Last week, Vulture ran a story saying a $400 million domestic gross is the new threshold for blockbusters.To put this in perspective, the only movie to reach that number before “Star Wars: Episode I – The Phantom Menace” came out in 1999 was “Titanic.”
Now, if one takes inflation into account, a lot of these trends seem meaningless. And 3D ticket and IMAX prices also play a role. But we’re box office nerds, and we’re sticking with the hard numbers.
The box office climate is changing. With more emphasis placed on international grosses every year, domestic numbers may not seem as important. But 2012 is on the verge of setting a record that just a decade ago was unfathomable: Three $400 million domestic films in a single year… and possibly more.
“The Dark Knight Rises” will easily pass $400 million, the question is by how much. Additionally, Spider-Man’s return to the screen after half a decade, and Peter Jackson‘s “Unexpected Journey” back to Middle Earth have a fighting chance. Let’s take a closer look at our three contenders.
The Amazing Spider-Man (July 3)
Of these three, “Spider-Man” has the toughest road ahead of it. Sandwiched between “The Avengers” and “Dark Knight,” the web-slinger may get lost in the shuffle. Even if it does break out, it has less than three weeks before “Dark Knight” opens and takes its entire demographic.
A breakout seems unlikely with its July 3 release date, a Tuesday. Clearly not making a play to match its own opening weekends (a game it would likely fail), Spidey is instead going for a strategy implemented successfully in the past by “Transformers,” hoping for numbers close to or above $20 million for the first six days (and then the following second weekend). This is a good play to ensure the film wills its way to $300 million, and squeezes everything it can out of its pre-“Dark Knight” days, but it won’t be nearly enough to hit the $400 million Spidey reached over a decade ago. Tracking has it heading for a $125 million six-day opening, but with numbers this big, reviews can sway that tally by tens of millions in either direction.
A lot has changed since “Spider-Man” was the premier superhero franchise (Cough. Christopher Nolan. Cough.), and anything less than stellar reviews could spell disaster (any gross less than $250 million) for this big-budget reboot and hopeful franchise-starter. But “Spider-Man” shocked the world before, and that’s enough to keep it in the conversation.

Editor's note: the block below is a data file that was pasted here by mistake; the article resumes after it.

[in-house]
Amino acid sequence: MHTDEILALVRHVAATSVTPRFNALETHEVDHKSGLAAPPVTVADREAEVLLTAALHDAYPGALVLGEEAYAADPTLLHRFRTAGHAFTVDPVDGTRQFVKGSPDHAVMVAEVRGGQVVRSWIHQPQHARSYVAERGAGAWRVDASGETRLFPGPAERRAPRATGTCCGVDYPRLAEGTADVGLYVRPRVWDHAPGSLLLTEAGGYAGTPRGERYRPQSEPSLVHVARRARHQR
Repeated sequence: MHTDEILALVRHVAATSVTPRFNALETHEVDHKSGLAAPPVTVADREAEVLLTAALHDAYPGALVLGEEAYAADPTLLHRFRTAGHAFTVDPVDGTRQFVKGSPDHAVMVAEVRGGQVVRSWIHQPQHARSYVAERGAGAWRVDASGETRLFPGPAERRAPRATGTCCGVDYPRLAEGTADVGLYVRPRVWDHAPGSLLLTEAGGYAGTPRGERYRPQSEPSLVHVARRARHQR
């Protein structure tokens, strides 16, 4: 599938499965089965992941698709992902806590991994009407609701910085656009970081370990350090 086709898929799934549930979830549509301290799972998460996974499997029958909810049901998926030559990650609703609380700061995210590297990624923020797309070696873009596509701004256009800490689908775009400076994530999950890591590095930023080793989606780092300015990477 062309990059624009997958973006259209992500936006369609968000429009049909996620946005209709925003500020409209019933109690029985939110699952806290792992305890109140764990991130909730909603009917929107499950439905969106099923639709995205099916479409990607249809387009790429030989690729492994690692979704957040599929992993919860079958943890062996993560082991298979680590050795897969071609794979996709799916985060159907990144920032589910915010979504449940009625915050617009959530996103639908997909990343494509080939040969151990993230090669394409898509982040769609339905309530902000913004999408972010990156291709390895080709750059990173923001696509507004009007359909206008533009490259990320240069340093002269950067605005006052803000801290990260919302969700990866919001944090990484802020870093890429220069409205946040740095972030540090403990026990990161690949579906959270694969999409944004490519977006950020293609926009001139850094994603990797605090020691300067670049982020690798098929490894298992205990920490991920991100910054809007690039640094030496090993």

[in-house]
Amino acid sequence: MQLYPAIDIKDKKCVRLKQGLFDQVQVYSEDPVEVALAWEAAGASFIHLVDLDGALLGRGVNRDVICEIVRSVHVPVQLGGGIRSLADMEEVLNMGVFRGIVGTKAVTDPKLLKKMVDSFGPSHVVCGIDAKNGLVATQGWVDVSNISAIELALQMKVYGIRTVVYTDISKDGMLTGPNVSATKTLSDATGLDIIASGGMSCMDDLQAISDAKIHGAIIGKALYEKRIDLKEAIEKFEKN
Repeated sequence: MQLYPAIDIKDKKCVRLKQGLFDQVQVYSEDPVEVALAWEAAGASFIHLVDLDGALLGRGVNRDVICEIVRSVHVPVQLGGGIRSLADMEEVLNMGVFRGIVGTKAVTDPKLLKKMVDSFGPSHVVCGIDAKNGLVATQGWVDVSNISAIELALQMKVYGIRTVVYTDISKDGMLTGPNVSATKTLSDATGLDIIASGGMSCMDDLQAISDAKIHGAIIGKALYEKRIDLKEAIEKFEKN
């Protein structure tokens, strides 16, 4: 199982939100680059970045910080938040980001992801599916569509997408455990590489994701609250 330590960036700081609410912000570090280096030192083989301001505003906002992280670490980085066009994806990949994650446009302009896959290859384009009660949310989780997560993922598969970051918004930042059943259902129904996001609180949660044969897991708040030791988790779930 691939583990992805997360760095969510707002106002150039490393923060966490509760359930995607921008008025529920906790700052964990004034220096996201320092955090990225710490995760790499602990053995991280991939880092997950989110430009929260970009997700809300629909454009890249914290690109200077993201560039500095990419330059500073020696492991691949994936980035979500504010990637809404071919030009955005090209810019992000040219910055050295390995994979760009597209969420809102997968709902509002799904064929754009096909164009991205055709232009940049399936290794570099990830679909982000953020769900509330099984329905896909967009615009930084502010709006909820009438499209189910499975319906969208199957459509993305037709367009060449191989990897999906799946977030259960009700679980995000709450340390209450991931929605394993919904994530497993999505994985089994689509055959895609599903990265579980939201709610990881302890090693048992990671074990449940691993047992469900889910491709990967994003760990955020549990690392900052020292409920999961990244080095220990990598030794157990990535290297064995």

The Dark Knight Rises (July 20)
We just covered this: It’s not a matter of if this reaches the $400 plateau, but by how much and when.
Can it pass its predecessor? Hype alone will drive the opening weekend to “Avengers”-level numbers (seriously, if you plan on seeing this opening day and don’t already have your tickets, good luck), but does Bane + Catwoman = The Joker? Doubtful. Heath Ledger’s performance was something special, and it drove non-superhero fans to check it out in theatres. Don’t expect that this time around.
Unrealistic expectations for the pic may hurt its legs, though a cushy release date will help prevent that, in what may end up being a weak finish to the summer 2012 box office.
Verdict: Yes. Guaranteed.
The Hobbit: An Unexpected Journey (December 14)
The “Lord of the Rings” films were never known for their openings (though they certainly weren’t bad), but rather their impressive legs through December and January. For box office legs, it doesn’t get better than a mid-December release, where a film that opens in the low-teens still has a chance to cross $100 million. Combining holidays and kids off from school with the fact that nothing even remotely good opens between December 26 and Martin Luther King Day, ensures the staying power of quality (and Chipmunk) pre-Christmas fare. It also gives audiences time to see a number of films, so competition from Leonardo DiCaprio‘s two Christmas films, “The Great Gatsby” and “Django Unchained,” won’t be a problem.
Expect part one of “The Hobbit” to follow in this regard. Typically part one of a two-part film may not reach the heights of its successor, but after a decade of waiting to return to Middle Earth, expect fans to come out in droves. Plus, though none of the LOTR films passed $400 million, when adjusted for inflation, they all clear the milestone easily. For these reasons, expect “Hobbit” to be our fourth $400 million earner of the year (even if it takes until 2013 to do so).
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